FIG. 1 shows an elevation view of the PBP, direction of this view and location of its section is given in FIG. 2 by arrows 1--1. FIG. 2 shows a plane view with a partial cross section of PBP, direction and location of which is given by arrows 2--2 in FIG. 1. Electric motor #29 has the hub #28 mounted on its output shaft. Hub #28 (FIG. 1) has permanently attached to its tubular portion four arms (shafts 27), 90° to each others, said arms are in horizontal plane, each arm at its end carry one roller #23 (so called reshaping roller). Disc portion of said hub has permanently attached four arms #32 in vertical direction (FIG. 1) and spaced 90° to each other and 45° to horizontal arms. Vertical arms carry at the ends one roller #24 each, these are tube depressing rollers. All eight rollers are set screw attached to their arms so that rollers position along the arms may be adjusted to optimally engage tube #10. FIG. 4 shows PBP with two BPTEs #10 mounted vertically above each other. This layout requires staggering of rollers #23 so that two of them (180° apart) would, while reshaping upper tube #10, never touch lower tube #10, and two lower rollers #23 shall never touch the upper tube #10. Here also two rollers #24 (180° apart) shall depress the lower tube #10 and two others shall depress the upper tube #10, later is achieved by two longer, vertical shafts #35. Here tube #10 has to be supported by plate #36 from the top to make its reshaping possible. In FIG. 1 the BPTE #10 is attached by one screw #19 to plate #21 which in turn is welded to plate #22. Plate #20 is placed under the BPTE #10 to support it during the reshaping cycle and it is welded to plate #22 which also in turn is welded to sliding plate #25. Electric motor #29 housing is bolted to base plate #30 (not shown) has two threaded holes; one to accept bolt #26 which pivots sliding plate #25, the other to accept the bolt #31 which locks #25 in preselected pump's volume position. Plastic tab #18 is an integral part of BPTE #10 and it has one hole in its center to match a hole in plate #21. Even the screw #19 is holding tight BPTE #10 through said holes to plate #21, the nature of joint between tab #18 and tube #33 is semiflexible (due to wall flexibility of tube #33) and beneficial to reduction of stresses in tube #33 when either of rollers #23 or #24 initially hits the tube #33. Rollers as assembled are advancing against BPTE #10 in a circular path, in FIG. 1 roller #24 is shown to partially depress the tube #33, while roller #24 now starts to disengage, reshaping roller #23 starts to engage the tube #33, the full reshaped position of tube #10 and position of #23A is shown in phanthom lines.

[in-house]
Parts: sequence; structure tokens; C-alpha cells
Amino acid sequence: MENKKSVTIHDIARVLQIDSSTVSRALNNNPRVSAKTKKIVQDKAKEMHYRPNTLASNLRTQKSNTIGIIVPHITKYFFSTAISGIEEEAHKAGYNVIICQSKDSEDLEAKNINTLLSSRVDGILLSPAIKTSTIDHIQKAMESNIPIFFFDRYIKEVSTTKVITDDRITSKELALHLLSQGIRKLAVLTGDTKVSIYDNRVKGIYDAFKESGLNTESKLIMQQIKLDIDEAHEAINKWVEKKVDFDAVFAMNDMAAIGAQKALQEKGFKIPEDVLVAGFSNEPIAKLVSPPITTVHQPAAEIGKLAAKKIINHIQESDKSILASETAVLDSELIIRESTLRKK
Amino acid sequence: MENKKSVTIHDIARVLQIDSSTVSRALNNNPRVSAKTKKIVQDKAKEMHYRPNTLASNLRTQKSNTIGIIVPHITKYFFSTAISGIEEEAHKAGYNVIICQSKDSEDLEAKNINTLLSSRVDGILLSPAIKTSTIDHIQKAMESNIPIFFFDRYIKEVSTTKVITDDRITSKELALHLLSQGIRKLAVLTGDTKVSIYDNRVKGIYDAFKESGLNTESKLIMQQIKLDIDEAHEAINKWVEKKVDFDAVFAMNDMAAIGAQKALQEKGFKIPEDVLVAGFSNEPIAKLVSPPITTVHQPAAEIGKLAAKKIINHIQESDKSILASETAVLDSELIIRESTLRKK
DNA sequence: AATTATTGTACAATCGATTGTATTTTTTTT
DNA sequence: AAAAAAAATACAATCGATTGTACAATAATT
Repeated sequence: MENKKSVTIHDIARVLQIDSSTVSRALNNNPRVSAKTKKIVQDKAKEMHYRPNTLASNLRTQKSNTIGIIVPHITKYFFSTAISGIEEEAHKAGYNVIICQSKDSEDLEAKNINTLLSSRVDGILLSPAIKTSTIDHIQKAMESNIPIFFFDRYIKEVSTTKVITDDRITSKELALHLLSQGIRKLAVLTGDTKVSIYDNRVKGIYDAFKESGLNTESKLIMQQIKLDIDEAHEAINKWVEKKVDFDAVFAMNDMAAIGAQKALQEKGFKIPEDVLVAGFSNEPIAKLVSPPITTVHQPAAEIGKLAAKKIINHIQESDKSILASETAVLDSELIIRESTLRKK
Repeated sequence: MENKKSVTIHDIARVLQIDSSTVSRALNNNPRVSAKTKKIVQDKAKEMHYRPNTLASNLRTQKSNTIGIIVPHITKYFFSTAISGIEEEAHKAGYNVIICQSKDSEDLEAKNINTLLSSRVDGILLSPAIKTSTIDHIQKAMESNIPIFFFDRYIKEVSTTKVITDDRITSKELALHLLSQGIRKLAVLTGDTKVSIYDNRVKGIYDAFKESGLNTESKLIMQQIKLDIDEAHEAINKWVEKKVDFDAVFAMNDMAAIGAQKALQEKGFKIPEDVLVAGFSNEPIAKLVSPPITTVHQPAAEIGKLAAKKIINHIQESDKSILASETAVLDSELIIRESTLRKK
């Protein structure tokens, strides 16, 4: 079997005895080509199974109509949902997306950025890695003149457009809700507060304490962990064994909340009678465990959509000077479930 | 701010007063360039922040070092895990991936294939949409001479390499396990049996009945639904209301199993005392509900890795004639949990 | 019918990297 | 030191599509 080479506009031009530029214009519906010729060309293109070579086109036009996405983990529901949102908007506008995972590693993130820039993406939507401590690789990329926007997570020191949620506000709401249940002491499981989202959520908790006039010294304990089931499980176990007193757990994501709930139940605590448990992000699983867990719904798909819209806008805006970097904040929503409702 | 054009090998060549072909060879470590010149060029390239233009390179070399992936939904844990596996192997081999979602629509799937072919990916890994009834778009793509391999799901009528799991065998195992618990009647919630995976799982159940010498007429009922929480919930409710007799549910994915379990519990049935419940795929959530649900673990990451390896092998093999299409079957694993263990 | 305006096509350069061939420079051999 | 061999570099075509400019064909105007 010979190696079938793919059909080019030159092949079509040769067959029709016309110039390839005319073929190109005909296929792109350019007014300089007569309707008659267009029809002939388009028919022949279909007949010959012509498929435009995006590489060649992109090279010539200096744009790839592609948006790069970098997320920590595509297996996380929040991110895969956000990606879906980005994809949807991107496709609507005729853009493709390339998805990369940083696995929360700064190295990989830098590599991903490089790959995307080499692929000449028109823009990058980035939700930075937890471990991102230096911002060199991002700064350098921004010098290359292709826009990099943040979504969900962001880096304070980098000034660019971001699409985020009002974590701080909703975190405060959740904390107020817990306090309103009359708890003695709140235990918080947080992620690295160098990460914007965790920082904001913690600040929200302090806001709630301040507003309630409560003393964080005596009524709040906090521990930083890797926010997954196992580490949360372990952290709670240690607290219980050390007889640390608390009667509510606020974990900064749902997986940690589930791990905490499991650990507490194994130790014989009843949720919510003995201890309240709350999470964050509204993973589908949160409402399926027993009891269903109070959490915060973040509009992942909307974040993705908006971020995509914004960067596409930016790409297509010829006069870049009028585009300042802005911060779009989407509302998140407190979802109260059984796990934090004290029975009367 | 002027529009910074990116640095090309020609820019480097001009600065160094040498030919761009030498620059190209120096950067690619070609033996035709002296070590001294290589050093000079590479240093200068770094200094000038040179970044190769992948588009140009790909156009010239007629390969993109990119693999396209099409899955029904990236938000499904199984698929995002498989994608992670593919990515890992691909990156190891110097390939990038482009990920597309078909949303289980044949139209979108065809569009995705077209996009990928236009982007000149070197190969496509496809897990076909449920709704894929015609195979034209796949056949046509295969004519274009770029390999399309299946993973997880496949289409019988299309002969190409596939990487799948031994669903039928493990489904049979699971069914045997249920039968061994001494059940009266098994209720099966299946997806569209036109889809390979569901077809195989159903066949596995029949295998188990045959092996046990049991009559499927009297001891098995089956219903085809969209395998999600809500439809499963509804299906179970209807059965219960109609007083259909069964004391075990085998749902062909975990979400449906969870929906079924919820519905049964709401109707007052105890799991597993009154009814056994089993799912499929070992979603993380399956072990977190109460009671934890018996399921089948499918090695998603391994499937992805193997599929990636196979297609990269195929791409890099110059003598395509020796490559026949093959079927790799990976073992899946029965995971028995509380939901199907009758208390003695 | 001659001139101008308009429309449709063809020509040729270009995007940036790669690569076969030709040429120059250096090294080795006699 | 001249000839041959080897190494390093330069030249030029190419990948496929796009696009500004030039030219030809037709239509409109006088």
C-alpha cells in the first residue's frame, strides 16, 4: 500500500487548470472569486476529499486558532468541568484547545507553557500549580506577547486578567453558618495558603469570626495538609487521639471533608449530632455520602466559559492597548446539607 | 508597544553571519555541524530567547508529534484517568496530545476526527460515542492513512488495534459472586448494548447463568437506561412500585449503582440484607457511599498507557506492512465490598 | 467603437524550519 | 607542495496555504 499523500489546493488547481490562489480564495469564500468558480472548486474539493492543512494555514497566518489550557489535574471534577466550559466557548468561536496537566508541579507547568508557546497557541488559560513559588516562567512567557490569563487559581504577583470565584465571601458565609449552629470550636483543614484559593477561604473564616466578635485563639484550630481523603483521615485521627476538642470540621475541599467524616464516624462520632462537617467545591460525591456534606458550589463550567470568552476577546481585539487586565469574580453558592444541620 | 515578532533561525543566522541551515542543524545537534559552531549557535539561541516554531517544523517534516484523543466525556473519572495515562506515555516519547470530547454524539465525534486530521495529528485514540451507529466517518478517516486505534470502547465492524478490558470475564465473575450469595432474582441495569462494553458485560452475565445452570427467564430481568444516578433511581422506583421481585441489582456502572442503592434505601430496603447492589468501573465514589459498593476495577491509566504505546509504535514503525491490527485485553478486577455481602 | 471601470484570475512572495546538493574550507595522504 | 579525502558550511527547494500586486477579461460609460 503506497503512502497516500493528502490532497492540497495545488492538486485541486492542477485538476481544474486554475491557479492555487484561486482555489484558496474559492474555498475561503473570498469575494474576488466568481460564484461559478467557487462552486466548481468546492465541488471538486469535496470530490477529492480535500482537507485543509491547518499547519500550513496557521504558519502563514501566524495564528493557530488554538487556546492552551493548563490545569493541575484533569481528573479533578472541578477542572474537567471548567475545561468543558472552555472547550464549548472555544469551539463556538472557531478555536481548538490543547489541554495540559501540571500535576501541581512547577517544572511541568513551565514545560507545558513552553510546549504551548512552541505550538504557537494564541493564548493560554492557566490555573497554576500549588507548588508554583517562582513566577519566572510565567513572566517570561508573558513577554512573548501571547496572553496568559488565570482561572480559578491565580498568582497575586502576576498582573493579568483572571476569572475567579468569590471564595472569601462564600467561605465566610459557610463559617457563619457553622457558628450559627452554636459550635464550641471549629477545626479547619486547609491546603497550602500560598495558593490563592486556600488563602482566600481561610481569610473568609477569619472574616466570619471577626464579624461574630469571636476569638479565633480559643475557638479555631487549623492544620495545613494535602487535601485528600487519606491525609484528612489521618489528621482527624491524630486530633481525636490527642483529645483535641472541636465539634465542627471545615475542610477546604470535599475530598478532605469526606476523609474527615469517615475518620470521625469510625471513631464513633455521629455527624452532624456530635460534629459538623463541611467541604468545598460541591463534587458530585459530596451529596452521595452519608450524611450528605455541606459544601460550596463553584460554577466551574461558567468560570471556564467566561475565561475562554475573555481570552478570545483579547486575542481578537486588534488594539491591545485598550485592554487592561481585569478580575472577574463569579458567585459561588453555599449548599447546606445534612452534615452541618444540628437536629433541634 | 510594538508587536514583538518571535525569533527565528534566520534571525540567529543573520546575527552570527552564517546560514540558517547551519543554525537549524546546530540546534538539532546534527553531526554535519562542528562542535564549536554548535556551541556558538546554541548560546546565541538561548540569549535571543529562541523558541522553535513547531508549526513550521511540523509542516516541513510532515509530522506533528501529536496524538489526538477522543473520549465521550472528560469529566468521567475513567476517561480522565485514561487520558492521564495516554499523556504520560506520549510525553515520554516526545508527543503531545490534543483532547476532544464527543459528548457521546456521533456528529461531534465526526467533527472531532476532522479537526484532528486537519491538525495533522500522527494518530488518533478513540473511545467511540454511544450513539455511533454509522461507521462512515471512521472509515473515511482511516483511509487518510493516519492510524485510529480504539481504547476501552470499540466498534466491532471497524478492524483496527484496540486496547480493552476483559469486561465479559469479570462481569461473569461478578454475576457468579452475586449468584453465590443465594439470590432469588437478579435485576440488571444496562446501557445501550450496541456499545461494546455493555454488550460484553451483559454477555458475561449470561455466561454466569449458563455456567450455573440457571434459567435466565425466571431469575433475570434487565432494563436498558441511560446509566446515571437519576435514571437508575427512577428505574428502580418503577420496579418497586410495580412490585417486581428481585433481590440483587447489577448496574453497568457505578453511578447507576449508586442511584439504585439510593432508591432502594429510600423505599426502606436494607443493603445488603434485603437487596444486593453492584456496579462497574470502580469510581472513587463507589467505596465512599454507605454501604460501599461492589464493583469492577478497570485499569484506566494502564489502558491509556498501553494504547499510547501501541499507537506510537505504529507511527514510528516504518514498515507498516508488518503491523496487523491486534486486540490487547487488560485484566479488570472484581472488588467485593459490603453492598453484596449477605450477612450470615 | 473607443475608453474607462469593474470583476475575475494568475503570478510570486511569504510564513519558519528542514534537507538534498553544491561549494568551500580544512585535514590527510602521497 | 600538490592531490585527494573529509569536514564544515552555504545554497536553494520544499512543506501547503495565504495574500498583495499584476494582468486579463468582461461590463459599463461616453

FIG. 2 shows a section through BPTE #10 in horizontal plane where also roller #24 depresses wall of tube #33.